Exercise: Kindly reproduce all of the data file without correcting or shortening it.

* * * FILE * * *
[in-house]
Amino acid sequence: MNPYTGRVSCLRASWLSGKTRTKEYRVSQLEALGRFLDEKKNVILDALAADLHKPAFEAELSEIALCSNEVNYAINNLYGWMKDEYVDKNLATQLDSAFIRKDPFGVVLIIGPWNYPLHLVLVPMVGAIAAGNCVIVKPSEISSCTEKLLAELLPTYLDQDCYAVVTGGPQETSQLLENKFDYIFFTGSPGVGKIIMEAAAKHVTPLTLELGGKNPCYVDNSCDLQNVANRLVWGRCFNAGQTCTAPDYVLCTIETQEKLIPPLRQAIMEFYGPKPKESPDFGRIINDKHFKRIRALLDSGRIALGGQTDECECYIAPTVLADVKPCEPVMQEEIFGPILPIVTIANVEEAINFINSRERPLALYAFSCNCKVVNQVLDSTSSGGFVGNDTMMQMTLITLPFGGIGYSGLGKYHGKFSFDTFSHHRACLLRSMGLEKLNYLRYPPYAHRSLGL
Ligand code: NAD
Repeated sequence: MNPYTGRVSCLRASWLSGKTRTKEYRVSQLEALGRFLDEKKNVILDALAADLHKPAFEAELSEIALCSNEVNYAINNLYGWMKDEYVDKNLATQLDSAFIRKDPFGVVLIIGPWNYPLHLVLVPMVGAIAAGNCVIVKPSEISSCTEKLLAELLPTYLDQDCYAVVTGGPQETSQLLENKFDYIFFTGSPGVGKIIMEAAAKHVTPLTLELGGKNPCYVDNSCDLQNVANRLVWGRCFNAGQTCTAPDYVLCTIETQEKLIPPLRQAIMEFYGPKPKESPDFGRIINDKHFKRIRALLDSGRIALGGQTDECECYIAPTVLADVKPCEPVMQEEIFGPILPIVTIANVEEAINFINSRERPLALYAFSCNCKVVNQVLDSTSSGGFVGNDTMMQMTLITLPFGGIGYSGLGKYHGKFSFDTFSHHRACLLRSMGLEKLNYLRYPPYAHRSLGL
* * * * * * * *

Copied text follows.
[in-house]
Amino acid sequence: MNPYTGRVSCLRASWLSGKTRTKEYRVSQLEALGRFLDEKKNVILDALAADLHKPAFEAELSEIALCSNEVNYAINNLYGWMKDEYVDKNLATQLDSAFIRKDPFGVVLIIGPWNYPLHLVLVPMVGAIAAGNCVIVKPSEISSCTEKLLAELLPTYLDQDCYAVVTGGPQETSQLLENKFDYIFFTGSPGVGKIIMEAAAKHVTPLTLELGGKNPCYVDNSCDLQNVANRLVWGRCFNAGQTCTAPDYVLCTIETQEKLIPPLRQAIMEFYGPKPKESPDFGRIINDKHFKRIRALLDSGRIALGGQTDECECYIAPTVLADVKPCEPVMQEEIFGPILPIVTIANVEEAINFINSRERPLALYAFSCNCKVVNQVLDSTSSGGFVGNDTMMQMTLITLPFGGIGYSGLGKYHGKFSFDTFSHHRACLLRSMGLEKLNYLRYPPYAHRSLGL
Ligand code: NAD
Repeated sequence: MNPYTGRVSCLRASWLSGKTRTKEYRVSQLEALGRFLDEKKNVILDALAADLHKPAFEAELSEIALCSNEVNYAINNLYGWMKDEYVDKNLATQLDSAFIRKDPFGVVLIIGPWNYPLHLVLVPMVGAIAAGNCVIVKPSEISSCTEKLLAELLPTYLDQDCYAVVTGGPQETSQLLENKFDYIFFTGSPGVGKIIMEAAAKHVTPLTLELGGKNPCYVDNSCDLQNVANRLVWGRCFNAGQTCTAPDYVLCTIETQEKLIPPLRQAIMEFYGPKPKESPDFGRIINDKHFKRIRALLDSGRIALGGQTDECECYIAPTVLADVKPCEPVMQEEIFGPILPIVTIANVEEAINFINSRERPLALYAFSCNCKVVNQVLDSTSSGGFVGNDTMMQMTLITLPFGGIGYSGLGKYHGKFSFDTFSHHRACLLRSMGLEKLNYLRYPPYAHRSLGL